Visualization of the SARS-CoV-2 virus

Researchers from across the University of Michigan's vast research enterprise are using their expertise to address COVID-19 and its impact on public health, the economy, the environment, education and more. At the LSI, our scientists are quickly establishing new projects and refocusing current projects that illustrate how creative, collaborative basic science can address our biggest scientific challenges.

  • The LSI’s Center for Structural Biology has teamed up with the School of Public Health and the Medical School to advance the development of a test that detects anti-SARS-CoV-2 antibodies, for identification of individuals who have been exposed to the virus. 
  • The Cheung lab is applying its knowledge of a specific RNA helicase—a protein that unwinds the RNA of a coronavirus to allow its replication inside host cells—to search for novel therapeutic approaches that target the coronavirus.
  • Researchers in the Ginsburg lab are applying their expertise in genome-scale CRISPR screening to identify novel genetic interactions relevant to the COVID-19 viral infection. Utilizing CRISPR technology (a tool used to edit genes), they are engineering hundreds of millions of precise changes in the human genome and then identify those changes that control production of the ACE2 protein—the human protein that enables the SARS-CoV-2 virus to enter host cells. The lab is also examining how genetic alterations to a protein called PAI1 might be harnessed to help block the virus.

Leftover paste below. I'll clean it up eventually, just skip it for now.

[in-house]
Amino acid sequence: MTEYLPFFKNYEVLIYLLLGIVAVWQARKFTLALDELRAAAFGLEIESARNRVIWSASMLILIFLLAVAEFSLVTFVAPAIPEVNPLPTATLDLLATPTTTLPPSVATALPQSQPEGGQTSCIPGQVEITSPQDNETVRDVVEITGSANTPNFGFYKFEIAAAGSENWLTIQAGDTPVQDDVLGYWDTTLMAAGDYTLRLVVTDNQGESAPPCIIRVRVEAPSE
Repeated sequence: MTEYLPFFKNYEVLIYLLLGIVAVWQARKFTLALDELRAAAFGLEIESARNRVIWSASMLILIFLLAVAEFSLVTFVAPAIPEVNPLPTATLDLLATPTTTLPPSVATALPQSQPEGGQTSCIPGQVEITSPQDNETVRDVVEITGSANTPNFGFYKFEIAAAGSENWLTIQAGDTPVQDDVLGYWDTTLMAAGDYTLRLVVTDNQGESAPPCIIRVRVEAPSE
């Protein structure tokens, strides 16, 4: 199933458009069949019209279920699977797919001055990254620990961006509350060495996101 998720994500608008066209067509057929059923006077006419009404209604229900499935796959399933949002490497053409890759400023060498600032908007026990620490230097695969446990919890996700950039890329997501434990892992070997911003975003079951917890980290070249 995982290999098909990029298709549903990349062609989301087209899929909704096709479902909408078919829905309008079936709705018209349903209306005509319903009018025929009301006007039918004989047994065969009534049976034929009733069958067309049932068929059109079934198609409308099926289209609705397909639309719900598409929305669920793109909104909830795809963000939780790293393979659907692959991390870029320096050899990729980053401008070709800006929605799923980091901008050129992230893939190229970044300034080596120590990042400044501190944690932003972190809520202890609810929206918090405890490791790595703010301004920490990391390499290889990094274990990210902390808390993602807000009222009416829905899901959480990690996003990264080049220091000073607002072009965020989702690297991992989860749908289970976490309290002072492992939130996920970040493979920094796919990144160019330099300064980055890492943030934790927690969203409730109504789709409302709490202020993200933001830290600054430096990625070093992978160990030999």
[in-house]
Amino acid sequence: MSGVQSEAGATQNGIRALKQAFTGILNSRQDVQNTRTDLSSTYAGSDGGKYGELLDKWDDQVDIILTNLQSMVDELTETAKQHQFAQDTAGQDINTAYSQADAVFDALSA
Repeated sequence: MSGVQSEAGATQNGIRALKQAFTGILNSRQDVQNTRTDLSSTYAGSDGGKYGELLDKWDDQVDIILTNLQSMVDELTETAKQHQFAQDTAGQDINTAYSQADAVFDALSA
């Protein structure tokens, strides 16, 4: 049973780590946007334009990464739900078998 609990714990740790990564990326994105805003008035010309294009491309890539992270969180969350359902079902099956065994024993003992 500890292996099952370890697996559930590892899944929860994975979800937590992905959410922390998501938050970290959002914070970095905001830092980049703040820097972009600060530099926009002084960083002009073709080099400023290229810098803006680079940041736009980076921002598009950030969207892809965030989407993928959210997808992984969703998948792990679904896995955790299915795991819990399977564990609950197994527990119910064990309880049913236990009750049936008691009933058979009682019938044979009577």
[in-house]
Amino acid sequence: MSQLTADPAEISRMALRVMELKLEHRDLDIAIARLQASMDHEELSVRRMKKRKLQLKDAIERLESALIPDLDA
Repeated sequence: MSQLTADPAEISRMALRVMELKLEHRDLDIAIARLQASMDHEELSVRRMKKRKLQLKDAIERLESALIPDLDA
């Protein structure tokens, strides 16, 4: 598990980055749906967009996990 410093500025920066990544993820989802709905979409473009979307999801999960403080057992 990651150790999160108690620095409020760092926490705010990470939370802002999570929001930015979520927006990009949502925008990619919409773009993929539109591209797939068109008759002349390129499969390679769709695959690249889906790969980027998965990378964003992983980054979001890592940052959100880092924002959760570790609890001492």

• In the Mapp lab, scientists are working to develop small molecules that can potently and selectively block the active site of TMPRSS2—a protein that facilitates the virus's entry into human cells.
  • In collaboration with the U-M Center for Drug Repurposing, the Natural Products Discovery Core (NPDC) and the Sherman lab are screening the LSI's unique, chemically diverse natural products library against SARS-CoV-2 in a bronchial airway viral infectivity assay. The short-term goal is to identify high-priority characterized natural products as interventional therapeutics against COVID-19. The NPDC is also employing the library to identify novel natural product-based drug leads that can effectively inhibit the SARS-CoV-2 virus and prevent the evolution of resistance mechanisms.